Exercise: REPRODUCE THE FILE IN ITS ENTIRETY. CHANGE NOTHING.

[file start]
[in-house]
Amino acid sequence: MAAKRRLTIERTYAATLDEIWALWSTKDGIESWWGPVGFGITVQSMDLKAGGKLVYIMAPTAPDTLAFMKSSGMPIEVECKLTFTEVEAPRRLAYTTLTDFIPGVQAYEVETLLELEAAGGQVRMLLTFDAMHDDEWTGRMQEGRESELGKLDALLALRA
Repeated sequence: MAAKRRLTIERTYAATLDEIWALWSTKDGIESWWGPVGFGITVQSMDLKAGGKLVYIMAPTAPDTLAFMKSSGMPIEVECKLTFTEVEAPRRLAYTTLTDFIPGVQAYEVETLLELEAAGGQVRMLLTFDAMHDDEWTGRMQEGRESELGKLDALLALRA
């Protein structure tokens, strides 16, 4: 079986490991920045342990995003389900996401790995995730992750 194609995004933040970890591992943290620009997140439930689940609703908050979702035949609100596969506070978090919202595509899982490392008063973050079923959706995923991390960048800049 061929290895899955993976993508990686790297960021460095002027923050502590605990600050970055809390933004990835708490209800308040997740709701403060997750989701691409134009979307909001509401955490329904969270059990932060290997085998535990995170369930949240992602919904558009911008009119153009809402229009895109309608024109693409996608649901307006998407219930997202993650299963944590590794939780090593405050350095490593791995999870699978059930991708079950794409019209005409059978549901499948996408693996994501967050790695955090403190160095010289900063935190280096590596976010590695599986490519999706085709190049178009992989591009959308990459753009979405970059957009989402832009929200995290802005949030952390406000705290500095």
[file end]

[in-house]
Amino acid sequence: MAAKRRLTIERTYAATLDEIWALWSTKDGIESWWGPVGFGITVQSMDLKAGGKLVYIMAPTAPDTLAFMKSSGMPIEVECKLTFTEVEAPRRLAYTTLTDFIPGVQAYEVETLLELEAAGGQVRMLLTFDAMHDDEWTGRMQEGRESELGKLDALLALRA
Repeated sequence: MAAKRRLTIERTYAATLDEIWALWSTKDGIESWWGPVGFGITVQSMDLKAGGKLVYIMAPTAPDTLAFMKSSGMPIEVECKLTFTEVEAPRRLAYTTLTDFIPGVQAYEVETLLELEAAGGQVRMLLTFDAMHDDEWTGRMQEGRESELGKLDALLALRA
């Protein structure tokens, strides 16, 4: 079986490991920045342990995003389900996401790995995730992750 194609995004933040970890591992943290620009997140439930689940609703908050979702035949609100596969506070978090919202595509899982490392008063973050079923959706995923991390960048800049 061929290895899955993976993508990686790297960021460095002027923050502590605990600050970055809390933004990835708490209800308040997740709701403060997750989701691409134009979307909001509401955490329904969270059990932060290997085998535990995170369930949240992602919904558009911008009119153009809402229009895109309608024109693409996608649901307006998407219930997202993650299963944590590794939780090593405050350095490593791995999870699978059930991708079950794409019209005409059978549901499948996408693996994501967050790695955090403190160095010289900063935190280096590596976010590695599986490519999706085709190049178009992989591009959308990459753009979405970059957009989402832009929200995290802005949030952390406000705290500095």